As Christmas decorations line the outside of Moncton’s City Hall, another significant holiday display will be absent this year.
The president of the Moncton Jewish Community, Francis Weil, says the city told him that the symbolic Menorah will not be put up this year.
“We were given an explanation, but the explanation doesn’t make any sense,” he said.
“First talking about separation of state and religion, which in itself is a good reason, except that they were quoting a decision of the Supreme Court of Canada banning prayers at city council, which is right, but that decision was not about putting or not putting a Menorah.”
He goes on to say that if the city wants to separate religion from state, then all Christian symbols should have been removed too, but as it stands right now there are angels with horns and a wreath on the front of the building.
“The mayor is a good person and all the councillors are good people and I’m bewildered by why the council, since I make my protest on the Thursday night, why don’t they realize that they’re making a mistake? It’s so obvious,” he said.
Lighting of the Menorah is a tradition that’s happened in the city for the past 20 years, and it’s one that represents acceptance to the relatively-small Jewish community in Moncton.
“For so many centuries, Jews were not accepted by the rest of the population and to know that we’re accepted makes us feel so good and then to have an end to that? That hurts,” said Weil.
Since the news broke on Friday, there’s been outrage from the community and, in fact, across the country, especially online.
A petition has even been launched to force the city to reverse the decision.
Critics say it’s a slap in the face to the community.
“The first thing that I wanted to do was to say ‘this isn’t Moncton’ and to apologize to our own Jewish community and to everyone in the Jewish communities across this country because it’s a terrible black eye,” said litigation lawyer and former heath and justice minister, Michael Murphy.
“This is not Moncton.”
He goes on to say that all religious symbols should be allowed in the city at the proper time of year saying that it’s a city of tolerance and always has been.
“It’s reprehensible the decision that was made, it’s very disrespectful,” he said.
“Especially at this time when we should be embracing our common history and the fact that we grew up with all of these people and we share the same values and the same ambitions and we’re friends and we’re family. So this is something that I’m really repulsed by.”
While unreachable for an interview on Sunday, two of Moncton’s city councillors have posted publically online that they don’t support this decision and are calling on the city to revisit the issue.
Dave Steeves, the councillor for Ward 3, wrote on Facebook stating in part: “as a reverend in the Moncton faith community, I believe that all religious symbols ought to be displayed at the appropriate time of year as a gesture of inclusiveness and welcome.”
Bryan Butler, who is also a councillor for Ward 3, commented saying “I agree fully with Dave Steeves, as you are aware, we were on the same side on this. Thank you for bringing it forward.”
Experts say not only was it not a good decision, but it’s also not a good look for the city.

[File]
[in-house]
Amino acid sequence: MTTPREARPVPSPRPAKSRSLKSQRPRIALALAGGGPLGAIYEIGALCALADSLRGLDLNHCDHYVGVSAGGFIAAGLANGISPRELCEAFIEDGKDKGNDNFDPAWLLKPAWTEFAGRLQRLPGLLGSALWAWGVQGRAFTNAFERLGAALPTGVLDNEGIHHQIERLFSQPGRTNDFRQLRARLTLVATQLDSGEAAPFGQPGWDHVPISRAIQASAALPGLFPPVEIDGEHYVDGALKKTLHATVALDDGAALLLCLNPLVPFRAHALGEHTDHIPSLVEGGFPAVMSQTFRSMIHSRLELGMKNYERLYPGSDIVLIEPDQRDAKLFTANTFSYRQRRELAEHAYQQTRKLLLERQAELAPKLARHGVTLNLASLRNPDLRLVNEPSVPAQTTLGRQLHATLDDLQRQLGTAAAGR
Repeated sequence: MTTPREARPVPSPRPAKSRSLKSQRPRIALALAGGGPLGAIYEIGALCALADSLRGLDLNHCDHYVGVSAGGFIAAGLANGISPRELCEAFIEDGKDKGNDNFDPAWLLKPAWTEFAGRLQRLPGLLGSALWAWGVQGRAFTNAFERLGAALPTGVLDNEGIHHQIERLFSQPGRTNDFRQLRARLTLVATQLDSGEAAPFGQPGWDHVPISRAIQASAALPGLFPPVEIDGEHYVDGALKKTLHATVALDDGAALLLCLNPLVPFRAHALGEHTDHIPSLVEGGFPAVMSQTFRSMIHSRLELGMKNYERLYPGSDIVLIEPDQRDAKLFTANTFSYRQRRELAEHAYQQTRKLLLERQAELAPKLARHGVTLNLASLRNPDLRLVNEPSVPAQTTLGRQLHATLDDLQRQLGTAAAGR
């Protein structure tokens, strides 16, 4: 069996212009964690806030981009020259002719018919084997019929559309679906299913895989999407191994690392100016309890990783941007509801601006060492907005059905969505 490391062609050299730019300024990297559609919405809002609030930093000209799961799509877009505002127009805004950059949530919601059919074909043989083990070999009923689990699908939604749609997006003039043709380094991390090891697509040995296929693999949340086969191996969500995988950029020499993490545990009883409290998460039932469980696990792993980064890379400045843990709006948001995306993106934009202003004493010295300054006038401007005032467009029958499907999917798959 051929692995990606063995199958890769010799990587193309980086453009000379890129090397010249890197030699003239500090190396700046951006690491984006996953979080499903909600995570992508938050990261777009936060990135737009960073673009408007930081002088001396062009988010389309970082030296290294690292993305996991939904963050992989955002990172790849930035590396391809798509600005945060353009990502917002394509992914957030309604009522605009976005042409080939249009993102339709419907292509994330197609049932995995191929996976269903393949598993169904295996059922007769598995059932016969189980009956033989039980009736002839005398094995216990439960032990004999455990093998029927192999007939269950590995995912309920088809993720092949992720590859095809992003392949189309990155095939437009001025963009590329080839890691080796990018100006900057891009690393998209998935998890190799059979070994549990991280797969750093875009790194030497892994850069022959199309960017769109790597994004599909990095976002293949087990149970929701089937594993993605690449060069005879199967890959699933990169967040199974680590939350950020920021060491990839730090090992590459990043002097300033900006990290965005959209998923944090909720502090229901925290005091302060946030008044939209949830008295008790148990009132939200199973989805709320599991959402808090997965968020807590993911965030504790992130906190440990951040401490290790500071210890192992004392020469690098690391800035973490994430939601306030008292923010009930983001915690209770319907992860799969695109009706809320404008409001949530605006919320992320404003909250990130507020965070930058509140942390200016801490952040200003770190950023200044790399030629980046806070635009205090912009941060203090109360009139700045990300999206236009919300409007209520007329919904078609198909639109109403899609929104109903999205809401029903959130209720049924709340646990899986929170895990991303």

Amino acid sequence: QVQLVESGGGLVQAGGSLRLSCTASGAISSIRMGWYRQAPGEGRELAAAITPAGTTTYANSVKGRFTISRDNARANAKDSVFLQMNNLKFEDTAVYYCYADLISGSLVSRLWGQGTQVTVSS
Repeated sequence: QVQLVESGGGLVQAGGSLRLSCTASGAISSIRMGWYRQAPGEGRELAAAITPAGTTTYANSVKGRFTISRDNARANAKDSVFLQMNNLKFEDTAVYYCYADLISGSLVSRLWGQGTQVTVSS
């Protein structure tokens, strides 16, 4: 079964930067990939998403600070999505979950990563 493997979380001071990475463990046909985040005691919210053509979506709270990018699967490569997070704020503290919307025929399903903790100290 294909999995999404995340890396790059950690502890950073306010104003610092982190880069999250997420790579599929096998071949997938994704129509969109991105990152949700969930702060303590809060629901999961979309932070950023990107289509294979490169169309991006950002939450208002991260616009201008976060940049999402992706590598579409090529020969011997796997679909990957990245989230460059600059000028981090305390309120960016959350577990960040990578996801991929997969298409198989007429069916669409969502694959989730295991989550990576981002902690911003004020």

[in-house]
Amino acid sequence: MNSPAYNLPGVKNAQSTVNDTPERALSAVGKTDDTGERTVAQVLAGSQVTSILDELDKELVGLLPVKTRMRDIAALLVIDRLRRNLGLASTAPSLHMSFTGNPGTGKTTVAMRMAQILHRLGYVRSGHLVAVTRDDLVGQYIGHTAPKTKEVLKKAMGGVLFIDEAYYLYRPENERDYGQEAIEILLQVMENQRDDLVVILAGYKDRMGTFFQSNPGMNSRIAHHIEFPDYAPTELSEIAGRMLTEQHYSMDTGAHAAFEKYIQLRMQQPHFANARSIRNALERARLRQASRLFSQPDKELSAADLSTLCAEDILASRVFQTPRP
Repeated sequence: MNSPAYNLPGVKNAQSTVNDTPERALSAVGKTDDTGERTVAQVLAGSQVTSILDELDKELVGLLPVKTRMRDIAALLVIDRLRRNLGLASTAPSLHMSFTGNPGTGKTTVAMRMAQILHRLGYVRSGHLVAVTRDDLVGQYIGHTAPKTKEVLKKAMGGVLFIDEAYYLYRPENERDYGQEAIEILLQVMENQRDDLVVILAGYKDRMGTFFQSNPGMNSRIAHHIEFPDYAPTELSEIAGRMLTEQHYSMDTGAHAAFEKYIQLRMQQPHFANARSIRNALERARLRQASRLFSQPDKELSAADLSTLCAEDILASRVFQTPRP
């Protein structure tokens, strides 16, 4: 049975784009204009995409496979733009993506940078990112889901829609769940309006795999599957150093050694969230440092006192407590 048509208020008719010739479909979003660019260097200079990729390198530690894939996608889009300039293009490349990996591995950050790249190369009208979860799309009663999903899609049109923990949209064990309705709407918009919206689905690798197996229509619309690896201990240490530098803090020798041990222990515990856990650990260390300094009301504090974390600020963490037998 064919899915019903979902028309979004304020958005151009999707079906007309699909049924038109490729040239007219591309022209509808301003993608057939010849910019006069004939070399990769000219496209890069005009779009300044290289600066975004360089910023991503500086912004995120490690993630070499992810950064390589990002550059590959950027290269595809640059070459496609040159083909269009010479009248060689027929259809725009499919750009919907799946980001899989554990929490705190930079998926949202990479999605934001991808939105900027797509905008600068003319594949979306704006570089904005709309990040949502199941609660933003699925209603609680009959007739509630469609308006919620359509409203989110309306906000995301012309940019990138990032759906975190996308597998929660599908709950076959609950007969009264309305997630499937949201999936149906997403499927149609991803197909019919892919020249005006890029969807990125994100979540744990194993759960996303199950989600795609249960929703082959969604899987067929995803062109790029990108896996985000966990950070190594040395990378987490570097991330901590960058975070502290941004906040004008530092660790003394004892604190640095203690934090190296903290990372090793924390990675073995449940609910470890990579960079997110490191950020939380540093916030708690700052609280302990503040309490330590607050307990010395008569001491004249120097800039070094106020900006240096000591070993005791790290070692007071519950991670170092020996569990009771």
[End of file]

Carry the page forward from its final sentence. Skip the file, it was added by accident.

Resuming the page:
“The argument about state and religion being separate, that’s actually a really poor argument because that’s not what municipal government is supposed to do in this way, by eliminating religion, it is supposed to be protecting peoples rights to their beliefs and that means finding ways to be more inclusive, even when times are tough politically,” said Dalhouise University International Development Studies associate professor, Robert Huish.
Adding, “For a municipality to say one religion in particular will not be included, sends a very hurtful message and a very inappropriate message.”
Despite requests for comment from the city or mayor on Sunday, CTV News was told there will be nothing official until Monday.
However, that is encouraging news to those offended by the decision.
“I just don’t think that the decision will last more than another day,” said Murphy.
“There’s a council meeting [Monday] morning. I have spoken to some people and I think the Mayor and those that voted for this will just be overwhelmed with the public backlash.”
Weil says at this point, the city reversing the decision would be enough in his mind.
“I think that tomorrow, the first working day of the week, they would change their decision. I hope so,” he said.
“Hanukah is only starting on the evening, at sundown, on Thursday so they still have plenty of time to set up the Menorah.”
Weil adds that the Menorah is a symbol of freedom of religion and is inclusive to everyone, so he sees know reason as to why the display would offend or hurt anyone by being up at city hall like it has been for two decades.
“We are an inclusive society and we should include everyone,” he said.
“If Muslim or Hindu or Buddhist or First Nation wants to have signs of their belief displayed, I’m all for it.”
Huish, who was in New Jersey at the time of the interview, said there’s symbolism in every town that celebrates holidays and he was shocked to hear this decision out of Moncton.
“If other municipalities are considering this, I would really encourage them to hit pause on doing that. That’s not the right answer,” he said.
“There’s definitely worries of anti-Semitic actions that have taken place since the war between Israel and Hamas has gone on for the last couple of months. We’ve seen communities across Canada witness that, but by trying to hide religious characters, symbols, beliefs out of a public space is not a way to deal with it. We get through these hard times by being inclusive, by having open discussions with each other.”